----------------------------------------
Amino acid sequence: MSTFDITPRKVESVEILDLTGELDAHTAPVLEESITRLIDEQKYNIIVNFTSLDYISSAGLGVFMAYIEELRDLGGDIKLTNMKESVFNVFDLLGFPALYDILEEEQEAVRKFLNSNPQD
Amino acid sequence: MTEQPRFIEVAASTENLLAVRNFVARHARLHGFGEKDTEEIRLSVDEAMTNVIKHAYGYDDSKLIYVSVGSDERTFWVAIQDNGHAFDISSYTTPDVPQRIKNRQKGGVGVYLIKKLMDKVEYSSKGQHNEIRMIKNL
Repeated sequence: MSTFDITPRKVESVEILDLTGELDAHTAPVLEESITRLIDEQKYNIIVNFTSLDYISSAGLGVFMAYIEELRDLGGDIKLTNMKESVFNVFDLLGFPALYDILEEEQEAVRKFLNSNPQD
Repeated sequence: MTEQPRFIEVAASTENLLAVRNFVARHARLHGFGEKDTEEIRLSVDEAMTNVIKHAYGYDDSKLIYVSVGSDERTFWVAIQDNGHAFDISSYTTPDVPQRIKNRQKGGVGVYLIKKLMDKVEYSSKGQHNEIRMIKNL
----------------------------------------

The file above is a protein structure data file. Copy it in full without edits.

Amino acid sequence: MSTFDITPRKVESVEILDLTGELDAHTAPVLEESITRLIDEQKYNIIVNFTSLDYISSAGLGVFMAYIEELRDLGGDIKLTNMKESVFNVFDLLGFPALYDILEEEQEAVRKFLNSNPQD
Amino acid sequence: MTEQPRFIEVAASTENLLAVRNFVARHARLHGFGEKDTEEIRLSVDEAMTNVIKHAYGYDDSKLIYVSVGSDERTFWVAIQDNGHAFDISSYTTPDVPQRIKNRQKGGVGVYLIKKLMDKVEYSSKGQHNEIRMIKNL
Repeated sequence: MSTFDITPRKVESVEILDLTGELDAHTAPVLEESITRLIDEQKYNIIVNFTSLDYISSAGLGVFMAYIEELRDLGGDIKLTNMKESVFNVFDLLGFPALYDILEEEQEAVRKFLNSNPQD
Repeated sequence: MTEQPRFIEVAASTENLLAVRNFVARHARLHGFGEKDTEEIRLSVDEAMTNVIKHAYGYDDSKLIYVSVGSDERTFWVAIQDNGHAFDISSYTTPDVPQRIKNRQKGGVGVYLIKKLMDKVEYSSKGQHNEIRMIKNL